Inmate’s lawsuit against SCI Houtzdale reinstated
Davis was stabbed by fellow prisoner; claims medical care not provided
A federal appeals court has reinstated a Pennsylvania inmate’s lawsuit against officials of the State Correctional Institution Houtzdale for failure to provide recommended medical care after he was stabbed by another inmate.
The lawsuit was dismissed In 2019 by District Judge Kim R. Gibson in Johnstown because the inmate, Patrick Davis, 34, who was injured in the stabbing, failed to file objections to a recommendation by a magistrate judge that concluded his lawsuit did not state a valid legal claim.
Magistrate Judge Keith A. Pesto, who presides in Johnstown, was given the Davis lawsuit to review.
In recommending dismissal he gave Davis 14 days to object.
Davis, who eventually was transferred from Houtzdale to the State Correctional Institution Rockview, Centre County, claims he never received the recommendation and became aware of it only after inquiring — 17 months later — what happened to it.
According to an opinion issued last week by a three-judge panel of the U.S. 3rd Circuit Court of Appeals in Philadelphia, Judge Gibson dismissed the lawsuit after being informed Davis had made an inquiry.
The dismissal was “with prejudice,” meaning Davis could not refile or amend his lawsuit.
The 3rd Circuit panel, composed of Judges Patty Shwartz, Cheryl Ann Krause and Julio M. Fuentes, granted Davis’ appeal.
It concluded the district judge “erred by not giving (Davis) an opportunity to amend.”
The panel sent the lawsuit back to the Johnstown-based court for further action.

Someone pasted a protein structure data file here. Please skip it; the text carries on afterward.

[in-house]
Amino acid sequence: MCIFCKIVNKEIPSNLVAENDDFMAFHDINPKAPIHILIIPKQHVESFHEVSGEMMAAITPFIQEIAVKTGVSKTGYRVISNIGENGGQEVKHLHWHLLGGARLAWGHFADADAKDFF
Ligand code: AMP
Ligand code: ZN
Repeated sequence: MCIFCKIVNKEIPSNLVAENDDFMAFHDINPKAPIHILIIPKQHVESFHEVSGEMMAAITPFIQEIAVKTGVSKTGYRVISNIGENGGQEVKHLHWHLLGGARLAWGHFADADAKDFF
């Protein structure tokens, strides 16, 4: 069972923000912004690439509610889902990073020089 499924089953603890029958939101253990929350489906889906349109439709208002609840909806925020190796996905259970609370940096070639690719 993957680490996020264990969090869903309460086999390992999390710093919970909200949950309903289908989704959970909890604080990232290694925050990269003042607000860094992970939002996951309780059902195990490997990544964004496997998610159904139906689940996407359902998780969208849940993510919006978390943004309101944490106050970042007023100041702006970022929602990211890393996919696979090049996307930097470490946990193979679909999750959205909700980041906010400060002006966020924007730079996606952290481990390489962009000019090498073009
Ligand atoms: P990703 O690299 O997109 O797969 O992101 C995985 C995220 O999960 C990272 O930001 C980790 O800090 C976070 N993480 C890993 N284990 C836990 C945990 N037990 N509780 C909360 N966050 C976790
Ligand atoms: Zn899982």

In doing so, the appeals court stated that judges have an obligation toward individuals, including prisoners, who act as their own counsel.
“We have a special obligation to be more forgiving of pro se litigants and to construe uncounseled pleadings lest we close the courthouse door to those lacking in formal legal education,” according to the 3rd Circuit.
It stated, “On inspection … Davis’ complaint adequately pleaded a claim of deliberate indifference to his serious medical needs in violation of his Eighth Amendment rights (a constitutional protection against cruel and unusual punishment).”
The panel pointed out that after the 2016 stabbing incident, Davis was to receive a neck brace, a sling, and be referred to a neurosurgeon for further treatment.
Davis claims he was partially paralyzed during the stabbing incident, which occurred in SCI Huntingdon.
His lawsuit contended medical authorities at Houtzdale, where he was transferred after the stabbing, did not follow through with the recommended treatment, despite several grievances filed by Davis.
The lack of follow-up treatment resulted in “unnecessary pain and suffering,” Davis contends in his lawsuit.
The magistrate judge dismissed Davis’ contention that prison officials were “deliberately indifferent” to his medical needs as a conclusion without merit.
The 3rd Circuit panel disagreed, stating Davis’ legal complaint was much more than a “threadbare recital” of his situation.
“These concrete factual allegations, which we presume to be true at this stage, form a sufficient basis to state essential elements of a claim for deliberate indifference to Davis’ serious medical needs,” the panel stated.
Davis of Tannersville is serving a lengthy prison sentence imposed by a Monroe County judge for attempted homicide that occurred 10 years ago during a drug deal that went awry.